CHAMPAIGN, Ill. – University of Illinois business students will study this fall in a new, $60 million-plus building filled with high-tech classrooms, counseling and career services, and a state-of-the-art laboratory that simulates real-time market trading.
But officials say there’s also a lesson built into the earth-friendly design of the newly finished Business Instructional Facility, the first “green” building in the university’s 141-year-old history.
“We in the business school have always felt that what we do is not just about teaching different subjects,” said Avijit Ghosh, vice president of technology and economic development and a former dean of the College of Business. “Those are very, very important, but we also want our students to graduate with a perspective about their role and responsibilities in society.”
The building, encompassing about 160,000 square feet, seeks to ease the mounting load on the environment, with energy-saving features that include solar panels to help power the building, roof plantings that provide insulation and reduce water runoff, and a unique, energy-efficient heating and cooling system.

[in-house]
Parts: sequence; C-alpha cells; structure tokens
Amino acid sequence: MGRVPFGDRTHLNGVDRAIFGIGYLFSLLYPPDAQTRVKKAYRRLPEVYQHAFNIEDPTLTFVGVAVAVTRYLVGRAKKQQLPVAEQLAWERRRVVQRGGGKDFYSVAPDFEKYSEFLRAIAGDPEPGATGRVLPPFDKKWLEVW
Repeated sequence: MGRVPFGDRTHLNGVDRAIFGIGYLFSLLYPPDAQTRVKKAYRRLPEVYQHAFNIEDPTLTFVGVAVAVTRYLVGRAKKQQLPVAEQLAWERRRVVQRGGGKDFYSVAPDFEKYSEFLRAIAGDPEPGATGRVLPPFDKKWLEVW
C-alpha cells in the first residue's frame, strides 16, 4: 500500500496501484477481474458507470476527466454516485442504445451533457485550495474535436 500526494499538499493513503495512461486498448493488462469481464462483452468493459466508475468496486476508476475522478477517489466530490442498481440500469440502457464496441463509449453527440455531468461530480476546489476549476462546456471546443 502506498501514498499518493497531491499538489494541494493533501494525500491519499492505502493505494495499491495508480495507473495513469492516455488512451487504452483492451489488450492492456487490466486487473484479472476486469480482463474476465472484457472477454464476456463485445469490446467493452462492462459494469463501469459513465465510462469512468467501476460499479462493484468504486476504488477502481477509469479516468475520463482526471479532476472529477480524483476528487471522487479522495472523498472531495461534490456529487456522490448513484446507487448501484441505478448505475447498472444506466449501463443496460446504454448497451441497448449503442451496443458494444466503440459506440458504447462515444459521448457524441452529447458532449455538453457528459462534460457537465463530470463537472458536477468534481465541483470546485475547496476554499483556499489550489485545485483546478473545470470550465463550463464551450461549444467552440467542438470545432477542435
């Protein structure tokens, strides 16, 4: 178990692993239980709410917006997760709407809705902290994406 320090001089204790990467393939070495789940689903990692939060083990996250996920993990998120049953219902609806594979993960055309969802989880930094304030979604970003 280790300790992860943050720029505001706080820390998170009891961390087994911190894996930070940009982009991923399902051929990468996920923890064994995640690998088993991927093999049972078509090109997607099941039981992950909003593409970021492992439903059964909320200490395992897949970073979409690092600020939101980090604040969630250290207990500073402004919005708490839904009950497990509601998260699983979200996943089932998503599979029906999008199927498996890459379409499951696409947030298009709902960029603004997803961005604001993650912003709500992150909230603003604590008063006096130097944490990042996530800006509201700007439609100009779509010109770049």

Combined, the measures could trim energy use by nearly 50 percent, officials estimate, cutting utility costs by up to $300,000 a year compared with traditional classroom buildings on the Urbana campus.
The building also will join just a select few in Illinois certified through LEED, or Leadership in Energy and Environmental Design, a U.S. Green Building Council rating system that promotes sustainable development. A gold or even platinum rating